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Botnets Evolving to Mobile Devices

Millions of mobile devices are now making requests in what's described as "an attack on the economy."

Botnets have tended to hide in the nooks and crevices of servers and endpoint devices. Now a growing number are hiding in the palms of users' hands. That's one of the conclusions of a new report detailing the evolving state of malicious bots.

"Mobile Bots: The Next Evolution of Bad Bots" examined requests from 100 million mobile devices on the Distil network from six major cellular carriers during a 45-day period. The company found that 5.8% of those devices hosted bots used to attack websites and apps – which works out to 5.8 million devices humming away with activity that their owners know nothing about.

"The volume was a surprise," says Edward Roberts, senior director of product marketing at Distil Networks. The research team even took another sampling run to verify the number, he says. In all, "one in 17 network requests was a bad bot request," Roberts says,

Another significant step in the evolution of these bots is their use. The "traditional" use of botnets is as an engine for distributed denial-of-service (DDoS) attacks or spam campaigns. These mobile bots, though, seem to be focused on a different sort of attack.

"It's an attack on the economy," Roberts says, describing the activity in which bots repeatedly scrape prices from a retail site so that a competitor can constantly match or undercut the price.

Another activity for these mobile bots is hunting through brand loyalty sites looking for login information so that premium products or "points" can be harvested for the botnet owner. A side effect of this type of activity is much lower traffic volume than that often seen in bot-infected devices.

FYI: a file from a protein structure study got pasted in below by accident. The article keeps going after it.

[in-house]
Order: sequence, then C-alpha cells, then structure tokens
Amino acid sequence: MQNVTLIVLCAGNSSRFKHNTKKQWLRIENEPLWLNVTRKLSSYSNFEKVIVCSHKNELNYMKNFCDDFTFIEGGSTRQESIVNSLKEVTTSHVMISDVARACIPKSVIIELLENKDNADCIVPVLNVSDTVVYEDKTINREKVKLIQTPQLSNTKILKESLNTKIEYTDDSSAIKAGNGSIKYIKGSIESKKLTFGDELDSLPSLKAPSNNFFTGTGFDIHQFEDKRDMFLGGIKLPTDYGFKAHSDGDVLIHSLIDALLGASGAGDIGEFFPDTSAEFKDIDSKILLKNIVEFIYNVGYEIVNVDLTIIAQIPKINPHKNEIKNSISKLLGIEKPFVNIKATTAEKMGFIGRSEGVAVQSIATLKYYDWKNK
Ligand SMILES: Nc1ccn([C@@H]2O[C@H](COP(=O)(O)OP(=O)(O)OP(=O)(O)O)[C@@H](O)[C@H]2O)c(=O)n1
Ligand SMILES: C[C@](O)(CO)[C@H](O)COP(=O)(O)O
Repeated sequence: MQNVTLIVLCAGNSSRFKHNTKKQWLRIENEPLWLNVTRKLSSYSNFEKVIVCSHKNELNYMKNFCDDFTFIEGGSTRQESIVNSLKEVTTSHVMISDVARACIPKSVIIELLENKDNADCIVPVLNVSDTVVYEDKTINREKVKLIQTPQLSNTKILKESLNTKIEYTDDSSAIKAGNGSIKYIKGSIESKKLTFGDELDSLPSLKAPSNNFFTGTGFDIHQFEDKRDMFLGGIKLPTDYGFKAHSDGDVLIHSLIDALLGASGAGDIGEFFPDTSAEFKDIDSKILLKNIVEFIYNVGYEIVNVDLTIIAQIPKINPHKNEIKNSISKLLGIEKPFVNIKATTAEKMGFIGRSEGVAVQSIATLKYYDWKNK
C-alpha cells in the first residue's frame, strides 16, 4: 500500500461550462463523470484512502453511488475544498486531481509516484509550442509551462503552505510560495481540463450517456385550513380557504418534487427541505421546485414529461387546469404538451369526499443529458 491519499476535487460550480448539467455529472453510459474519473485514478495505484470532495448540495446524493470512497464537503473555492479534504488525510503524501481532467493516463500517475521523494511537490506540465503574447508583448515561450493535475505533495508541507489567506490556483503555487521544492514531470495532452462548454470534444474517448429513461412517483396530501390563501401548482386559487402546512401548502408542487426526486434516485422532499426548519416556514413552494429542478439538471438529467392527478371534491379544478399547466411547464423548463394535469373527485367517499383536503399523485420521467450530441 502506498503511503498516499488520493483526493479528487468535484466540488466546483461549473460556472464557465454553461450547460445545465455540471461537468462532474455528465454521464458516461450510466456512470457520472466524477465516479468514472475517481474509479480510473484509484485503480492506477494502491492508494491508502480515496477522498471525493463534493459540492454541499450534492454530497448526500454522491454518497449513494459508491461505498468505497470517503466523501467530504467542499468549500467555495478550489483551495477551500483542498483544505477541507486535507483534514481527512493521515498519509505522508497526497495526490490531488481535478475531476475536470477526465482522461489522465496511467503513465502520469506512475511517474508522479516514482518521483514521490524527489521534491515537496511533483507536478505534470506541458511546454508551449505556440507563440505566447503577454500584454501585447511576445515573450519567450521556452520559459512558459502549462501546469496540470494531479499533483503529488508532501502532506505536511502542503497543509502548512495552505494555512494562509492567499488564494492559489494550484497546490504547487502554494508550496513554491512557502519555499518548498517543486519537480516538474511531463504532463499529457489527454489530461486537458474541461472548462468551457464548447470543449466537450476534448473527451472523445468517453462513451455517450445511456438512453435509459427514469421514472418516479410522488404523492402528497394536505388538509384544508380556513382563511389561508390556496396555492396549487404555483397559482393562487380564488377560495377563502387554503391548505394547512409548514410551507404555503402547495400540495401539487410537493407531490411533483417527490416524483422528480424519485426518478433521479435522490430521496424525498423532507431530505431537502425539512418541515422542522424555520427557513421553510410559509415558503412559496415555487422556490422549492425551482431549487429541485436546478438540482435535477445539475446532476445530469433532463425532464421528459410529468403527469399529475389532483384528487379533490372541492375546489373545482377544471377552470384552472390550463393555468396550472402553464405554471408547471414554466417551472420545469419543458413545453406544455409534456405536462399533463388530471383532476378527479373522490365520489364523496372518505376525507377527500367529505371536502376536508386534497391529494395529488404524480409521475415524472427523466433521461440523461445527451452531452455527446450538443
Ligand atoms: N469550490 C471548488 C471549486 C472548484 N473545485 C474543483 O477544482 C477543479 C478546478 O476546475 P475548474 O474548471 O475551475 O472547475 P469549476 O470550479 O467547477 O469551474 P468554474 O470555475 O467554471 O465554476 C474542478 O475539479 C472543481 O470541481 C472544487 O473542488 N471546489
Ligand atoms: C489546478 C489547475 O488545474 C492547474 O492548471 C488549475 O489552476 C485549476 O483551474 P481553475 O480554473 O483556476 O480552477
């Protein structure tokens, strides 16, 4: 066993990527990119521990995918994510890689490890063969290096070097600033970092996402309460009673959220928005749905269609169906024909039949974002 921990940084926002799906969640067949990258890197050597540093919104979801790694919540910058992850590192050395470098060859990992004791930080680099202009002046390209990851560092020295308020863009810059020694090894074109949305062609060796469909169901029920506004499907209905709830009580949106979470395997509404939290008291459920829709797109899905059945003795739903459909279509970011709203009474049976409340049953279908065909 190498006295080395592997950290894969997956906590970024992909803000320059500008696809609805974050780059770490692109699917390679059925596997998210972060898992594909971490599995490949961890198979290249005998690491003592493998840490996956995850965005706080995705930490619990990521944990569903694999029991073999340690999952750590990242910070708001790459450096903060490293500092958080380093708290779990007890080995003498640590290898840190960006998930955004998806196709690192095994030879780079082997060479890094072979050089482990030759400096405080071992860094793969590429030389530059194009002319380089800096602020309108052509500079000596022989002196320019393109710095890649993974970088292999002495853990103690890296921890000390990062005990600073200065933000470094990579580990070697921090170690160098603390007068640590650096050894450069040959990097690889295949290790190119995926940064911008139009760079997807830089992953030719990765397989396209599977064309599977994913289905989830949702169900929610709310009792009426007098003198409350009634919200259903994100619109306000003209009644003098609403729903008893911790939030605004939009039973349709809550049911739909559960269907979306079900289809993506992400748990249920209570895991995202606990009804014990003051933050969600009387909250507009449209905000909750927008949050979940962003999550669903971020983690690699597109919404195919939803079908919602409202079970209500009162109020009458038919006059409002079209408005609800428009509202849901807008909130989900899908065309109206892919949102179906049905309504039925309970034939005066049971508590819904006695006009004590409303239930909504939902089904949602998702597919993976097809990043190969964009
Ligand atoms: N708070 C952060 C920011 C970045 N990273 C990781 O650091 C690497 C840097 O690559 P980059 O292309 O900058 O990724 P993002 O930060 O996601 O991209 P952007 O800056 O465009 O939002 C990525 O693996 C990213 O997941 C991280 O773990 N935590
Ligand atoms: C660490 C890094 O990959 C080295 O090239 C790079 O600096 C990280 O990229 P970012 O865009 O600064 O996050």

"We only see an average of 50 requests a day from these devices," Roberts says. "The activity is low and slow and highly targeted." In this targeted activity, the nature of a cellular-connected device comes into play, as the IP address will change every time the device moves from one cell to another.

The one thing that hasn't evolved is the way in which the devices become infected, the report points out. Tried-and-true infection mechanisms, including malicious file attachments in email, infected files behind website links, and drive-by infections that use redirected links, are all commonly found. As with desktop and laptop computers, the researchers recommend anti-malware software and user education as primary defenses against infection and botnet recruitment.

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About the Author(s)

Curtis Franklin, Principal Analyst, Omdia

Curtis Franklin Jr. is Principal Analyst at Omdia, focusing on enterprise security management. Previously, he was senior editor of Dark Reading, editor of Light Reading's Security Now, and executive editor, technology, at InformationWeek, where he was also executive producer of InformationWeek's online radio and podcast episodes

Curtis has been writing about technologies and products in computing and networking since the early 1980s. He has been on staff and contributed to technology-industry publications including BYTE, ComputerWorld, CEO, Enterprise Efficiency, ChannelWeb, Network Computing, InfoWorld, PCWorld, Dark Reading, and ITWorld.com on subjects ranging from mobile enterprise computing to enterprise security and wireless networking.

Curtis is the author of thousands of articles, the co-author of five books, and has been a frequent speaker at computer and networking industry conferences across North America and Europe. His most recent books, Cloud Computing: Technologies and Strategies of the Ubiquitous Data Center, and Securing the Cloud: Security Strategies for the Ubiquitous Data Center, with co-author Brian Chee, are published by Taylor and Francis.

When he's not writing, Curtis is a painter, photographer, cook, and multi-instrumentalist musician. He is active in running, amateur radio (KG4GWA), the MakerFX maker space in Orlando, FL, and is a certified Florida Master Naturalist.

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